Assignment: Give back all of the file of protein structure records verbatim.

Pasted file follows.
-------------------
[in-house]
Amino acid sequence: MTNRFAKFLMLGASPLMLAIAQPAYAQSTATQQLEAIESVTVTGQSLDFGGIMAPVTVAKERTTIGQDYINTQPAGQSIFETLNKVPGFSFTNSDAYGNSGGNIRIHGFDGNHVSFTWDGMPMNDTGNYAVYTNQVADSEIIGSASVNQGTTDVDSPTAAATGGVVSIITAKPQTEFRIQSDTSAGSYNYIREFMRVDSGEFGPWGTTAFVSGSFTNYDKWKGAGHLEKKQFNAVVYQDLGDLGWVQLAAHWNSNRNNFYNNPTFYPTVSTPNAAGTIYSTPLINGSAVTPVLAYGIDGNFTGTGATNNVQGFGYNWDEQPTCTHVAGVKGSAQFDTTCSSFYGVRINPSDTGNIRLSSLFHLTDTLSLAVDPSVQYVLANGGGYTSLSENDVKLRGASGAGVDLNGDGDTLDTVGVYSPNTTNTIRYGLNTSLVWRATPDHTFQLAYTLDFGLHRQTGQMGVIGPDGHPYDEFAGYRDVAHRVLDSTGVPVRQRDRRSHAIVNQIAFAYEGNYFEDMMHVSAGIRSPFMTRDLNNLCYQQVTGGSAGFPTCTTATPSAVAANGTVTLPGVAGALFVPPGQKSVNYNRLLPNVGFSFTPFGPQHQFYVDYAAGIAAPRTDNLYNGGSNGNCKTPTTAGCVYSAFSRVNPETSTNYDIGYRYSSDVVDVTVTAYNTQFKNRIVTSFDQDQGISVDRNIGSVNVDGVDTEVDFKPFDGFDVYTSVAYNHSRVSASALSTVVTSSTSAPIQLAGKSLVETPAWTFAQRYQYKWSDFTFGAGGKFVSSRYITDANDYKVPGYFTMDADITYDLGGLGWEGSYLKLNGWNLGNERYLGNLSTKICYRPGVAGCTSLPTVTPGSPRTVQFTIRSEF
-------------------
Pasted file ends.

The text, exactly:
[in-house]
Amino acid sequence: MTNRFAKFLMLGASPLMLAIAQPAYAQSTATQQLEAIESVTVTGQSLDFGGIMAPVTVAKERTTIGQDYINTQPAGQSIFETLNKVPGFSFTNSDAYGNSGGNIRIHGFDGNHVSFTWDGMPMNDTGNYAVYTNQVADSEIIGSASVNQGTTDVDSPTAAATGGVVSIITAKPQTEFRIQSDTSAGSYNYIREFMRVDSGEFGPWGTTAFVSGSFTNYDKWKGAGHLEKKQFNAVVYQDLGDLGWVQLAAHWNSNRNNFYNNPTFYPTVSTPNAAGTIYSTPLINGSAVTPVLAYGIDGNFTGTGATNNVQGFGYNWDEQPTCTHVAGVKGSAQFDTTCSSFYGVRINPSDTGNIRLSSLFHLTDTLSLAVDPSVQYVLANGGGYTSLSENDVKLRGASGAGVDLNGDGDTLDTVGVYSPNTTNTIRYGLNTSLVWRATPDHTFQLAYTLDFGLHRQTGQMGVIGPDGHPYDEFAGYRDVAHRVLDSTGVPVRQRDRRSHAIVNQIAFAYEGNYFEDMMHVSAGIRSPFMTRDLNNLCYQQVTGGSAGFPTCTTATPSAVAANGTVTLPGVAGALFVPPGQKSVNYNRLLPNVGFSFTPFGPQHQFYVDYAAGIAAPRTDNLYNGGSNGNCKTPTTAGCVYSAFSRVNPETSTNYDIGYRYSSDVVDVTVTAYNTQFKNRIVTSFDQDQGISVDRNIGSVNVDGVDTEVDFKPFDGFDVYTSVAYNHSRVSASALSTVVTSSTSAPIQLAGKSLVETPAWTFAQRYQYKWSDFTFGAGGKFVSSRYITDANDYKVPGYFTMDADITYDLGGLGWEGSYLKLNGWNLGNERYLGNLSTKICYRPGVAGCTSLPTVTPGSPRTVQFTIRSEF